1. One’s physical capacity wanes with age.
This conclusion is so obvious you’re tempted to think, “Duh!” But many of us act like we don’t believe this fact.
I regularly exercise, eat lots of protein, take so many supplements I carry around a small pill box, yet I tire quicker than I did a decade ago. Whether the culprit is low testosterone, the side effects of essential prescriptions, or inability to sleep well, fatigue envelops me more often and I don’t accomplish as much. Some days I feel like the old codger who told a friend, “These days, when I don’t ‘feel like myself,’ it’s an improvement!”
Over-commitment in recent years exacerbated this problem, compounding the fatigue. Now I’m saying “No” more often to noncompulsory ministry opportunities, and asking God for wisdom to direct my limited energy where the greatest gain for Him is possible. And I moved a couch into my CIU office so I can turn the lights out and rest a few minutes after lunch each day.
2. God will exist after I die.
This is a spinoff from the first lesson. Despite the kindergarten-level truth of this point, for years I acted as if He would expire simultaneously with my body.
The result? Inconsistent obedience of the Sabbath principle, seldom going a day without justifying my existence through some form of productivity for the Lord. Only recently have I viewed this as a theological problem: assuming God isn’t capable of getting things done without me, and basing my significance on my work for Him, rather than Christ’s work for me on the cross. Too often I’ve worshipped the Lord’s work, rather than pausing long enough to worship Him in unhurried and unhindered fashion. “Doing for God” eclipsed “being.”
A couple years ago I conversed with Robertson McQuilkin, then 86 years old. He’s a former missionary, author, and CIU president. He had just decided to halt all public ministry. In effect, he told me, “I can’t handle public ministry any more. Now I’m just enjoying being with God daily rather than putting so much time and energy into working for Him.” ((Yet while in full-time ministry, Robertson maintained a habit of starting each day with an hour alone in God’s presence.)
That’s how I want to finish. Contrary to how I’ve lived much of my life, productivity isn’t the primary indicator of spirituality. Now I ask my accountability partner to probe concerning my quiet times with the Lord. Before I accept any discretionary speaking engagement, I ask for my wife’s input on the decision.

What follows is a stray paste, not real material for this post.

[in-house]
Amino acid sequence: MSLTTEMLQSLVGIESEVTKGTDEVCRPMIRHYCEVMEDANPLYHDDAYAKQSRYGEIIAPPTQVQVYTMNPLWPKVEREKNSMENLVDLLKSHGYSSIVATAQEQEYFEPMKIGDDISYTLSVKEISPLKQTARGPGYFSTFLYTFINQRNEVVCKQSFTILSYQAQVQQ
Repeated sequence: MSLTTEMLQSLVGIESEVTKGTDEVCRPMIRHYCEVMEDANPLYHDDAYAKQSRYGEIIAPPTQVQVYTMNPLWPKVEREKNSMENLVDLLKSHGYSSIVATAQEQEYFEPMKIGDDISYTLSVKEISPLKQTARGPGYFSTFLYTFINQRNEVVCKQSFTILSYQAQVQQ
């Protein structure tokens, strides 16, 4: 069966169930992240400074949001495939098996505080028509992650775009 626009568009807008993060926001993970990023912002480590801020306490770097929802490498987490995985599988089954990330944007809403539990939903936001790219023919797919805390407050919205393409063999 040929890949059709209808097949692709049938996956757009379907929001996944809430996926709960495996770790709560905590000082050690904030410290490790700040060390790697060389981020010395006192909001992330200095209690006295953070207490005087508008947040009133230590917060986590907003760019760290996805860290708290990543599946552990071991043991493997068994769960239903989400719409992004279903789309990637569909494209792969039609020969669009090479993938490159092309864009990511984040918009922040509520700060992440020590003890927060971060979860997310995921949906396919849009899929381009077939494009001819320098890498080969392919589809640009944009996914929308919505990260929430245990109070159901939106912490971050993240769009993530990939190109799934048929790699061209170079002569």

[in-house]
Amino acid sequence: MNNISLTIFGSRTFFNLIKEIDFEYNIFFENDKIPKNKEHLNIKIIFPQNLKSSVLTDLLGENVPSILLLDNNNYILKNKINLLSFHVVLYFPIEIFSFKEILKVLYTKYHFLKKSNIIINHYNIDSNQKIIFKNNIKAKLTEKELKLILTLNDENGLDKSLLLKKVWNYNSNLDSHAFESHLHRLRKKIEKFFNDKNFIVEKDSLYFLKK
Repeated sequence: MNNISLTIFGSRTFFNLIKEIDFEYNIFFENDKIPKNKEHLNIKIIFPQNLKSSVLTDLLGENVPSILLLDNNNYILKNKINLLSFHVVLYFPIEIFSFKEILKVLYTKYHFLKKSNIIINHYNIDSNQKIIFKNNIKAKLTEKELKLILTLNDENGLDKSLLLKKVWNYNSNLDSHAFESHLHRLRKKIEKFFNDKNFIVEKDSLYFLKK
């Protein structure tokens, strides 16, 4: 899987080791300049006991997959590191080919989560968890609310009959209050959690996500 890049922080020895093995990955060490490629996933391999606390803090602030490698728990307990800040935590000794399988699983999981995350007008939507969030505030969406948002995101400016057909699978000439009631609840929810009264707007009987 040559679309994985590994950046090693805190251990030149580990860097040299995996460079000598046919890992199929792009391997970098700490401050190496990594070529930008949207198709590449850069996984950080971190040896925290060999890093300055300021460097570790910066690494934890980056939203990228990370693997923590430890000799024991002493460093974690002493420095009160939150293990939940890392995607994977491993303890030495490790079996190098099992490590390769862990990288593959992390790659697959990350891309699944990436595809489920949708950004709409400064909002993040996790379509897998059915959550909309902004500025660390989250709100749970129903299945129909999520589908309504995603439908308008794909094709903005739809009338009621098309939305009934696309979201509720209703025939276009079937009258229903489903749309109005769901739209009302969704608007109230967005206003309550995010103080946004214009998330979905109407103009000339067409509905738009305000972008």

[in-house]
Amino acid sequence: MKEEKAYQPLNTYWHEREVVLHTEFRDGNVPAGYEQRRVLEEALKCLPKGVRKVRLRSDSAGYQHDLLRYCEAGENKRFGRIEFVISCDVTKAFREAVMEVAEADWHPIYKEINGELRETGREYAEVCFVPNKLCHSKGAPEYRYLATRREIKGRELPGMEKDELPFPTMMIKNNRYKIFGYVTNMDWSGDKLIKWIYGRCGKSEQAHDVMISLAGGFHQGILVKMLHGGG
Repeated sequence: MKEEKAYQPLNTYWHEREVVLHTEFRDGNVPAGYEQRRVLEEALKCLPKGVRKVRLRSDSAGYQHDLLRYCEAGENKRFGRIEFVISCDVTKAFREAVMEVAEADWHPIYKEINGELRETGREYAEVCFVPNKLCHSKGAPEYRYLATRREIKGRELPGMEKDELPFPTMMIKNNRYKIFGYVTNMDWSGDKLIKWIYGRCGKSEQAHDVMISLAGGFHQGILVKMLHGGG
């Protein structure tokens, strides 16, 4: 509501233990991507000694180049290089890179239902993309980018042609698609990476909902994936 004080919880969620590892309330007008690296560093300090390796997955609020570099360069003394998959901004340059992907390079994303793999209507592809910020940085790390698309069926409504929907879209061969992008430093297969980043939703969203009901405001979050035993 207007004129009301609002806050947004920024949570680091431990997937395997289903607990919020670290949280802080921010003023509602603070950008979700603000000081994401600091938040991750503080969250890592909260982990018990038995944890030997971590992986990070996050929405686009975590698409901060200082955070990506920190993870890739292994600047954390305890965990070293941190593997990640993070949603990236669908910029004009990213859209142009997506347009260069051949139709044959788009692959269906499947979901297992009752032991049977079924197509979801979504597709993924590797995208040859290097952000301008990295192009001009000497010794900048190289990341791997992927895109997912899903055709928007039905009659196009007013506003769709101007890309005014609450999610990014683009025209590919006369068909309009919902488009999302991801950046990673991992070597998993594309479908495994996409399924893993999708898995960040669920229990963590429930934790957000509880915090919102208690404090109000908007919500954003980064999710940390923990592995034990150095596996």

3. Retirement from Ministry Isn’t An Option.
Am I contradicting my first two insights? Not on your life!
Yes, declining physical energy prompts greater selectivity regarding ministries, channeling limited energy into those tasks with the most “Kingdom potential.” Yes, I must choose more rest and private time with the Lord so my identity in Christ doesn’t depend on productivity. Yet no Christian—the professional minister or the ministering professional—has the option of putting the brakes on service because “I’ve already paid my dues.”
When I formally retire from my vocational ministry position, and until my mind or body makes ministry impossible, I will continue to serve Christ. In “Getting Old to the Glory of God,” a chapter in Stand, John Piper instilled this lesson:
Getting old to the glory of God means resolutely resisting the typical American dream of retirement…It makes us zealous in our few remaining years here to spend ourselves in the sacrifices of love, not in the accumulation of comforts…Millions of Christian men and women are finishing their formal careers in the 50s and 60s and many will have up to 20 years before their physical and mental powers fail. How will we live them to show that Christ is our highest Treasure? Lord, spare me the curse of month after month of leisure, and play and hobbies and putzing around the garage and rearranging furniture and golfing and fishing and watching television.
I’ll take more naps. I’ll spend more time with my grandson. I’ll take my wife on more dates, and eat out with friends more often. But if I’m called to teach and write, that calling isn’t muted by formal retirement. The discipline of study, the energy-depletion of Bible teaching, and the hard work of word carpentry will remain.
Hopefully, I haven’t reached mid-semester yet in this course on aging, so I know there’s much more to learn. What are you learning as you age?
“Lord, teach us to number our days, that we may present to Thee a heart of wisdom” (Ps. 90:12).